A couple of weeks ago, 3 different customers approached me at the pharmacy to inquire about a dietary supplement, Prevagen, widely advertised for promoting “healthy brain function," a "sharper mind," "better memory," and "clearer thinking."(2) The active ingredient in Prevagen is synthetically produced apoaequorin, a calcium binding protein originally found in jellyfish. The basis for suggesting its usefulness in memory enhancement seems to be the calcium binding properties of the protein. It is hypothesized that age-related memory decline is due to neuronal dysfunction which can occur when control of intracellular calcium concentrations is impaired (1). However, studies that have been published to support the claimed mechanism of action of apoaequorin on memory are limited to small, company-sponsored trials posted on the company’s website (2). Additionally, the company failed to report adverse drug reactions and the FDA found that more than one thousand adverse health events associated with the product, including seizures and strokes, some of which resulted in hospitalization, were not reported by the company (3).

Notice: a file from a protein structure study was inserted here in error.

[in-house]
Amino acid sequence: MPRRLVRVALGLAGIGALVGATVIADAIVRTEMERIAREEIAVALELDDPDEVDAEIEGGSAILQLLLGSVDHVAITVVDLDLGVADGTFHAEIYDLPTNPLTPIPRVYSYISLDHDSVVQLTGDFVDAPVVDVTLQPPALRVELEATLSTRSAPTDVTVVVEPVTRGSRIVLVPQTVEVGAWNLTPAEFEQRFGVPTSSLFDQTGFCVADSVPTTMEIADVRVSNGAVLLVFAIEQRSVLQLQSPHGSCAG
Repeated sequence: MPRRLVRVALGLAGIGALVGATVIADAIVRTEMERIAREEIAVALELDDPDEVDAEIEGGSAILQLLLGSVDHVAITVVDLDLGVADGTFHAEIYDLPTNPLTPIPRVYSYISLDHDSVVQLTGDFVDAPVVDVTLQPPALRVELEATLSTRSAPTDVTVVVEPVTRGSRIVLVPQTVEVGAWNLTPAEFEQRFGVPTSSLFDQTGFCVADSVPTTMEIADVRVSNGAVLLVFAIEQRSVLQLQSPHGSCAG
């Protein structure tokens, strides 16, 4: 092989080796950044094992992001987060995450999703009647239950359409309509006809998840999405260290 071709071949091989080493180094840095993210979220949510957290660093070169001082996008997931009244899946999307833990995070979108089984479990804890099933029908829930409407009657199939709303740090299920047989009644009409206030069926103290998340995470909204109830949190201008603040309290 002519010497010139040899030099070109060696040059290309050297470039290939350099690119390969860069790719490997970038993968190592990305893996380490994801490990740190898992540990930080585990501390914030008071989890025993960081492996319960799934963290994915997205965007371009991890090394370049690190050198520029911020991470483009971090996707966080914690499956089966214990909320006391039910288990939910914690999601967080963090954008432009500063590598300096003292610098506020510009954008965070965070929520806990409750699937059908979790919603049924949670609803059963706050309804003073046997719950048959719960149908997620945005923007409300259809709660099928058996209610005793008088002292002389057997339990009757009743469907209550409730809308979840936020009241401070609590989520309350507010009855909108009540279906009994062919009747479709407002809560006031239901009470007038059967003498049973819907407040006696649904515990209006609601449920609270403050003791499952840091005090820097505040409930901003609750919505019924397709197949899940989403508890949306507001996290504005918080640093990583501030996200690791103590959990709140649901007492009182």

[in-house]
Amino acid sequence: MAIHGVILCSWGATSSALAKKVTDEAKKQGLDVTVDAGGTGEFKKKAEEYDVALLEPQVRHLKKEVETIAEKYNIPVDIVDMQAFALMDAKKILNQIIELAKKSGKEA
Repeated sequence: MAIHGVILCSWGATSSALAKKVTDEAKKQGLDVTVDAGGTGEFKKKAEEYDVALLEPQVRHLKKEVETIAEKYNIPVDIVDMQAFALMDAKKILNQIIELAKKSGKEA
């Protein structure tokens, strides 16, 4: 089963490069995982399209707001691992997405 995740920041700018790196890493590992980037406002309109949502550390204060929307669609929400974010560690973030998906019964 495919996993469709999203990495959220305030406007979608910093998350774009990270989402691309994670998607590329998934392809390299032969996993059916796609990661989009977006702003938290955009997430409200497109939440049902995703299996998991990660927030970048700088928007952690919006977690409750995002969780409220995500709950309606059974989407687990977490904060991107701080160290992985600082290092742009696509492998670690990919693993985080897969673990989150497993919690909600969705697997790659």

So what do we tell our patients? With such limited evidence to support its efficacy and safety, I personally would not waste my money on it. Although memory slips can be frustrating and can trigger fears of looming dementia or Alzheimer’s disease, mild forgetfulness can be a normal part of aging. It would be most appropriate for us as health care providers to educate patients that maintaining a healthy diet, a habitual physical exercise routine, and regular social engagements are essential in maintaining a healthy cognitive function and likely to possess additional health benefits. If a patient expresses concern about serious memory problems, refer them to their doctor or specialist.
- Toescu EC, Vreugdenhil M. Calcium and normal brain ageing. Cell Calcium. 2010; 47:158-164. Abstract
- Quincy Bioscience. View our research and studies on Prevagen®. https://www.prevagen.com/research/ Accessed March 1, 2017.
- FDA Warning Letter https://www.fda.gov/ICECI/EnforcementActions/WarningLetters/2012/ucm324557.htm
- Image: http://img.medscape.com/thumbnail_library/is_160308_brain_jellyfish_memory_800x600.jpg